Hard Telling Not Knowing each week tries to answer your burning questions about why things are the way they are in Maine — specifically about Maine culture and history, both long ago and recent, large and small, important and silly. Send your questions to email@example.com.
There have been more than a few Guinness World Records verified in Maine.
For instance, Zachary Miller set a record for fastest one-mile run while wearing swim fins in 2014 at Brunswick High School. In 2015, Michael Diggins set a record for most ears of corn husked in one minute — he did 13 — in his hometown of Scarborough.
In 2018 and again in 2021, Northern Maine Ice Busters carved the world’s largest rotating ice carousel, a 27-acre, 1,234-foot diameter disk in Long Lake in St. Agatha. It lost the title in 2022 to a Minnesota team, but the group will attempt to reclaim it in April.
But out of those verified Maine records, one stands head and shoulders — literally — above the rest. Bethel residents built not just one, but two snow sculptures that Guinness recognized as the world’s tallest snow people.
It’s a feat that hasn’t been officially surpassed — and with climate change affecting the amount of snow Maine gets and how early in the winter it arrives, it might not be something anyone in the state will realistically be able to do again.
The two snow people were built in 1999 and 2008, respectively, and were named after two Maine politicians. Angus, King of the Mountain, arose in 1999, named after Maine’s then-governor and current U.S. Sen. Angus King. Nine years later, Olympia SnowWoman, named for the former U.S. senator, came to frosty life in the shadow of Sunday River Ski Resort in 2008.
The Bethel Chamber of Commerce organized the effort to create both snow people by getting Sunday River to make the raw material with its snow-making machines. Local engineer Jim Sysko supervised the project to ensure it was structurally sound and safe for people to climb on.
For snowman Angus, a crane scooped huge buckets of snow that had been stockpiled in the weeks prior. Volunteers then were lifted onto the top of the mound to stomp the snow into a compacted platform, held in place by a metal belt until the structure was firm enough to be removed. They repeated the process, with each respective mound getting a little bit smaller as the height grew.
It was free-standing, held together by the immense pressure of the snow.
Angus topped out at 113 feet, 7 inches tall, beating a tallest snowman record held by a group in Japan at 96 feet.
Olympia (left) stood 122 feet and 1 inch, beating the old record for the tallest snow sculpture of 114 feet. It took nearly 13 million pounds of snow and a month to build in 2008. Credit: Pat Wellenbach / AP. A crane (top right) lifted buckets of snow onto the top of Olympia Snowwoman, creating layer cake-like tiers which were stomped into place by local volunteers in Bethel. By the summer of 2008, Olympia Snowwoman was little more than a pile of dirty snow (bottom right). She finally completed melted on July 30 of that year. Credit: Courtesy Chris Dag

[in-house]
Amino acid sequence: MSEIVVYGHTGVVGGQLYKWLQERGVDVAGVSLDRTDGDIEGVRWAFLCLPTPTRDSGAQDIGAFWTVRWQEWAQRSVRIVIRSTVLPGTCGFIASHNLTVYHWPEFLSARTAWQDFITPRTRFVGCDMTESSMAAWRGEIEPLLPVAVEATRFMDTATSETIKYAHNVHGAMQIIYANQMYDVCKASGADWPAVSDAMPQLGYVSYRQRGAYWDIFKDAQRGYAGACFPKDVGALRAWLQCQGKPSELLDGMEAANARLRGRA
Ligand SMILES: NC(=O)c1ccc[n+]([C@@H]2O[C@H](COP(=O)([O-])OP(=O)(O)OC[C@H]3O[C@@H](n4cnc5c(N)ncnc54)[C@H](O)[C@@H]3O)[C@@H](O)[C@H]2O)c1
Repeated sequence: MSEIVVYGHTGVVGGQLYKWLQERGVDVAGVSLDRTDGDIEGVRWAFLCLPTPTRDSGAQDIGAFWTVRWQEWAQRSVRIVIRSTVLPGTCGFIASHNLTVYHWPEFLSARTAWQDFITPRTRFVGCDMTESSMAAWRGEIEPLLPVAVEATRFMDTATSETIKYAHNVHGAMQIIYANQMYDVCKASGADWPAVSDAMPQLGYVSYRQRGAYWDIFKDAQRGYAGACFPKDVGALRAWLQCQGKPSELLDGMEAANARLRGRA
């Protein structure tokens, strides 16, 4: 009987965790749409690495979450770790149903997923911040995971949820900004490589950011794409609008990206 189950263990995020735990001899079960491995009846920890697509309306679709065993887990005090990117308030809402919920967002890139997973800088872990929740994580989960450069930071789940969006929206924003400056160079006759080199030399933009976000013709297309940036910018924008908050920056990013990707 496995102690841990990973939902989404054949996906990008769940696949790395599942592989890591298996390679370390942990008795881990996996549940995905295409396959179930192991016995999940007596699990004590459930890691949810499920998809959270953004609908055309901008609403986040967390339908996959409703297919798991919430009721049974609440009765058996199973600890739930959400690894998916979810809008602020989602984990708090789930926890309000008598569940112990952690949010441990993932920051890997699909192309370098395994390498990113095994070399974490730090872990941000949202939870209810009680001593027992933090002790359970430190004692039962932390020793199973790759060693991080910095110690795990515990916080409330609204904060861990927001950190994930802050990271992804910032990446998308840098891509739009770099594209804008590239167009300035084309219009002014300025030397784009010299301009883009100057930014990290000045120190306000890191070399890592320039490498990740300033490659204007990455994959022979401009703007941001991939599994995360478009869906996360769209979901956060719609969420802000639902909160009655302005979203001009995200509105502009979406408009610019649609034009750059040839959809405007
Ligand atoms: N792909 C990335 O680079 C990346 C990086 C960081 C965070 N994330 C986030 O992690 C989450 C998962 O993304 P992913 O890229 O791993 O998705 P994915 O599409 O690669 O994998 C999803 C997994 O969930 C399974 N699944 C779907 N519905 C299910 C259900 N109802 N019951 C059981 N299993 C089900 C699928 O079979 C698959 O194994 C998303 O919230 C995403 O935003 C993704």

Not to be content with the record they had smashed nine years prior, the Bethel chamber and more volunteers decided to build an even bigger snowman. The chamber again organized the project, and engineer Sysko was called upon to once again supervise construction.
Snow woman Olympia was created over the course of a month in February 2008, using a reported 13 million pounds of snow and a similar process to the one employed when they created Angus. By the time volunteers finished, Olympia was 122 feet and 1 inch tall with a 125-foot diameter at the base.
As with Angus, local school kids and other volunteers made her 48-foot-wide fleece hat, and her 8-foot carrot nose was made of chicken wire and cheesecloth.
According to Guinness, Olympia wore a 130-foot-long scarf, a 6-foot-6 snowflake pendant necklace and had three 5-foot truck tires as buttons. Her lips were made from car tires, her arms were two 30-foot spruce trees and her eyelashes were eight pairs of skis.
She was only a few feet shorter than the Statue of Liberty.
There have been contenders to the crown. In February 2020, residents of Donnersbachwald, Austria, built a giant snowman named Riesi, which reportedly reached 124.8 feet — about 2 feet and 7 inches taller than Bethel’s. Guinness did not verify that record, and the Bethel Chamber of Commerce was later told Austria’s was disqualified.
As of 2023, Bethel’s record for world’s tallest snowman stands with Guinness.
Both snow people stood well into the summer season, with Angus slowly melting until he was little more than a puddle on June 10, 1999, and Olympia disintegrating over the course of nearly five months until she too succumbed to the elements on July 30, 2008.
Thus far, no one aside from the folks in Austria have tried to break Bethel’s record. It’ll be a tough one to beat — don’t underestimate the determination and community spirit of a little Maine town in the dead of winter.